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Tuesday, September 7, 2010

Saga of the Banana Plantation

Dear Family and Friends,

This post is about our visit to a banana plantation.

Lourdes and William took us to visit Lourdes' mother. She lives right in the middle of a very large banana plantation. We were able to get up close and even walk into and through the banana plants.

I had Chuck hold up a banana leaf just to show how long they are. You will notice that there are bananas growing on the plant behind him. They are covered in plastic to protect them from insects. The stalk of bananas are about as long as Chuck is tall. These bananas are grown for export. In fact, if you live in the U.S. you could have possibly eaten a banana grown right here.

The bananas are picked, washed, fumigated and packed right next to Lourdes' mothers house.

After the bananas are harvested, they are washed. William shows us some bananas in the bath.

They are then put in plastic bins and sent down the conveyor rollers where they are fumigated to kill any insects. They are packed while they are still green.

This is the other end of the process, where the bananas are packed into boxes.

While this is going on, boxes are being made next door to hold the bananas. Here, Lourdes and Ivan are showing us how they put the boxes together in this machine.

Look familiar???

Actually, there were boxes from many different brands. Most of them I did not recognize. These bananas are shipped to many different countries.

What I found funny is that when I bought bananas in the U.S., I thought the Del Monte, Dole or whatever brand was a unique banana.....maybe from a different place. HA! They are all the same. It just depends on who they are packing for that day. Same bananas, different stickers.

After the bananas are boxed, they are fumigated again. Yes, the bananas you buy in the grocery store are quite toxic on the outside. I do not have any idea if the chemicals seep through the banana peels.

Right along the edge of the bananas fields cocoa plants are growing. Yes! Bananas and chocolate....yum!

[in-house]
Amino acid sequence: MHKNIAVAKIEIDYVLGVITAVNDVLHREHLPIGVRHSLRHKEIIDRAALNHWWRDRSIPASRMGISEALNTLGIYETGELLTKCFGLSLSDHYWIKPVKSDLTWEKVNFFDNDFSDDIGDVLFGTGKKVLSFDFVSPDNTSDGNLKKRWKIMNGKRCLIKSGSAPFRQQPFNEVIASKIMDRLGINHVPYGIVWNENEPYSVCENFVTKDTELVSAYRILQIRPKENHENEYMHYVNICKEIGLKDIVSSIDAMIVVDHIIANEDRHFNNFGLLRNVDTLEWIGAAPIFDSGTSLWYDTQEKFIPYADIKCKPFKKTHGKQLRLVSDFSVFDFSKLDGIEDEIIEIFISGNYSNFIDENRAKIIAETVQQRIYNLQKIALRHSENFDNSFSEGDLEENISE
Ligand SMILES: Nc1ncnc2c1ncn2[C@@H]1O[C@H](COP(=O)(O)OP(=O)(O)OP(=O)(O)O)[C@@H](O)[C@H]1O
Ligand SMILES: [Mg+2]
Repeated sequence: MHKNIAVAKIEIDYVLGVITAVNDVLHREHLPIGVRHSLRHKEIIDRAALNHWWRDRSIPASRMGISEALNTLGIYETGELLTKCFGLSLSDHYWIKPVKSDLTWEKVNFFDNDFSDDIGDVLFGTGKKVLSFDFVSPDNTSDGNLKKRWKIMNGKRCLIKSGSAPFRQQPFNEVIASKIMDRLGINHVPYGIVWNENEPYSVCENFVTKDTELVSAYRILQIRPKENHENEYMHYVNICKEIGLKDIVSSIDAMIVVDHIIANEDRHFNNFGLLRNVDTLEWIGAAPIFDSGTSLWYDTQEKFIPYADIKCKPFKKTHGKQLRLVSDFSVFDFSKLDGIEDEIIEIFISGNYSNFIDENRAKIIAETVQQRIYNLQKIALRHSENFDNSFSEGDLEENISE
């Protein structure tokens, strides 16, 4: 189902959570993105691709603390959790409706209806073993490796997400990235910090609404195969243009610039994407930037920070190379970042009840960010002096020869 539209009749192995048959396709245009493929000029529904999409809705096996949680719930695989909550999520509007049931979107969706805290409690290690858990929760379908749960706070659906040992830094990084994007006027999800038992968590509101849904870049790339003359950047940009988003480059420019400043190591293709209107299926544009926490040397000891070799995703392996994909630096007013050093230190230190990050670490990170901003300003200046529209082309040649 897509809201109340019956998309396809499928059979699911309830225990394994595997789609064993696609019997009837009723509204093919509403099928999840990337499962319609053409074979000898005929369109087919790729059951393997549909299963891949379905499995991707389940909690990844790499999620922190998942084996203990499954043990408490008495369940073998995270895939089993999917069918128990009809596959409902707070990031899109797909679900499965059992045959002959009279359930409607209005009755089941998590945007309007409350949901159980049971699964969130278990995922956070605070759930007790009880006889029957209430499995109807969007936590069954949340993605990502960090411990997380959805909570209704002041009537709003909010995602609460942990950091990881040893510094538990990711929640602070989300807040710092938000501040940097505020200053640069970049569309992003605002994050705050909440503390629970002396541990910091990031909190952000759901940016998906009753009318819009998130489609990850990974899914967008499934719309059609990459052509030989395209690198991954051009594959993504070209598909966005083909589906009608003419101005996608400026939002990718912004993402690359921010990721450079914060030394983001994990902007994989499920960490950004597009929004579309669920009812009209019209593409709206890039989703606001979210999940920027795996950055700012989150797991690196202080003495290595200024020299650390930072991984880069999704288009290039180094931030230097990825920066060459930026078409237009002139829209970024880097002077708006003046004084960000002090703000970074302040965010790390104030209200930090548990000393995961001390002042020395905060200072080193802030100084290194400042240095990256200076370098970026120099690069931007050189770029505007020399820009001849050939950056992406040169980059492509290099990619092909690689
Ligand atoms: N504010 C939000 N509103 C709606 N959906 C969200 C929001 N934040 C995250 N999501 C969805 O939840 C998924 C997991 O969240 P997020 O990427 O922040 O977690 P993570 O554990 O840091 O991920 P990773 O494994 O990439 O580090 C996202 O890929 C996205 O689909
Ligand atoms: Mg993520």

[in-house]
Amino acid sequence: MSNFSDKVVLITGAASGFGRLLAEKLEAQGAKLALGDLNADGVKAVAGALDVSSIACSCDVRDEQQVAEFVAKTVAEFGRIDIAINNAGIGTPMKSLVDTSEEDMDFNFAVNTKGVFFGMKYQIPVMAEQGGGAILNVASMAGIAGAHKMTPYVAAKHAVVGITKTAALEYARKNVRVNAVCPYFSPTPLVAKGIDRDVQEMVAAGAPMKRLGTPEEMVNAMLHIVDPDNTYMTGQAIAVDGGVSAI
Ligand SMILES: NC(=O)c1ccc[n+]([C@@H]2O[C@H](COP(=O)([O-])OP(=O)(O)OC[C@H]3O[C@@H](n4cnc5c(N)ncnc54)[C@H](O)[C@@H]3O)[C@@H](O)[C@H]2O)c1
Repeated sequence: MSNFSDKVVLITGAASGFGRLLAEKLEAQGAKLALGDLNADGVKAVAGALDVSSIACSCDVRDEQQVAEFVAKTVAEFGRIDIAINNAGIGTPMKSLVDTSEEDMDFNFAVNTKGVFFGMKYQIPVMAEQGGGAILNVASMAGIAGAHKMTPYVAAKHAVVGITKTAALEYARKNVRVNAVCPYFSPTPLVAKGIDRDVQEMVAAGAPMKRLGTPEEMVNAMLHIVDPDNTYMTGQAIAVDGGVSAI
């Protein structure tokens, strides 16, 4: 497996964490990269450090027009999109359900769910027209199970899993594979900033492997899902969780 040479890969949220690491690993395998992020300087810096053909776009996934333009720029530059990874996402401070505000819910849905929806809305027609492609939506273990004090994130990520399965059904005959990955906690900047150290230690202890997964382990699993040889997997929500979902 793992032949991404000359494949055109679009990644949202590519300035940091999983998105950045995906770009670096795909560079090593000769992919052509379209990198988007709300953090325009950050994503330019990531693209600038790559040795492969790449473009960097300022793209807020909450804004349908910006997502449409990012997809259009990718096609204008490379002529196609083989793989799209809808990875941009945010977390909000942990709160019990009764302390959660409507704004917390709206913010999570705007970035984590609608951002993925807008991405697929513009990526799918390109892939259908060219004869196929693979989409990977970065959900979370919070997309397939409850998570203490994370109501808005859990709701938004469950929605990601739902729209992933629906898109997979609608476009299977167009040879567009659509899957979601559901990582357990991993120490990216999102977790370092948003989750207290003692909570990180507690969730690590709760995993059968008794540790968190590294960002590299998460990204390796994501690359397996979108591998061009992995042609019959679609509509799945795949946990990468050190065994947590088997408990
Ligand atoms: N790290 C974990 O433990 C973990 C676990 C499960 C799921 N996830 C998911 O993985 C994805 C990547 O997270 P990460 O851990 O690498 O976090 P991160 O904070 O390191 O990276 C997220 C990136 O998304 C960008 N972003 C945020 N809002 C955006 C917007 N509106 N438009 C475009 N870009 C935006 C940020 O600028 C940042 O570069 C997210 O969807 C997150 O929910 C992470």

Here is what cocoa looks like growing on the tree.

I had Chuck put his hand on one so you can see the size of the pods.

There was a pod on the ground that had dropped off the tree. William cracked it open so we could see the cocoa beans inside. The beans are white before being fermented and dried.

Here is a picture I posted about a month ago. It is of cocoa beans drying along the side of the highway.

Lourdes' mother fed us dinner. Seco de pollo, rice and cucumber salad.

After dinner, Lourdes' mother took us into her house. She shared with us her most prized possessions. A few photographs of her children and a stack of diplomas and awards her children had received from their schools.

Now, the down side. Unfortunately, there is a down side and it must be shared.

Out of necessity, the people who live on these banana plantations wash their clothes in the river, just as many folks do right here in Cuenca. But, unlike Cuenca, their river is full of chemicals and toxins that is run off from the banana fields. It is killing them.

At this moment, Lourdes' mother is suffering from toxic poisoning. She got this from washing clothes in the river. I pray that she will be okay. She has stopped washing clothes in the river. Her children are hoping to buy her a washing machine. In the mean time, her sons are doing the laundry....and not in the river I hope.

We saw the river. There were children playing in the water, women washing clothes and Lourdes tells me some people even bathe in it. She said the incidence of cancer is very high. She told me of her mother's friend, who bathes in the river and washes her hair in the river, is now losing her hair.

All this so that when we go to the store to buy bananas we will have nice pretty bananas that are without blemish.

So there you have it, the pretty and the ugly of the banana saga.



  1. Thank you Nancy, well said. I must also note that in a cannery they do the same thing with say... green beans. They are all the same, they just put a label on the can for whoever they are processing for that day.

  2. With all of the chemicals used in food these days, I think it is important to seek out organic when offered. The only produce I will spend my money on is organic even if it means I pay more for less. I want to do the best I can to NOT contribute one more dime to the chemical poisoning of the innocent! I am proud to say I only purchase organic bananas from Ecuador! (even though I do look a little silly reading the where from labels on the banana bunches!)
    I would be interested to know if they chemically "de-bug" the organic produce after it is "grown organic", I would think not, hmmmm?

    Thank you for all of your great information!

    Stuck here in the great Pacific NW

  3. I had no idea that this was going on... how to stop the poisoning? Thanks to you for telling this story....

  4. Hey mom, Just Thursday I got me two Big bunches of Bananas at the store and yes there were green and I have already eaten all but one of one bunch. This was a great story for those who love Bananas which I do, thanks for both sides of it as well! Matt Byrd your loving son

  5. See you next weekend. Your loving mom.

  6. I haven't purchased a banana since your story - I had no idea. Thank you for sharing ...

  7. Vladimir (RUS)
    Thank you Nancy and Chuck for your interesting topic. It is really interesting information about Ecuador. Increasingly people think about the quiet retirement. I think, Ecuador one of country which can be suitable for them today.

    Best whishes


Comments are welcome.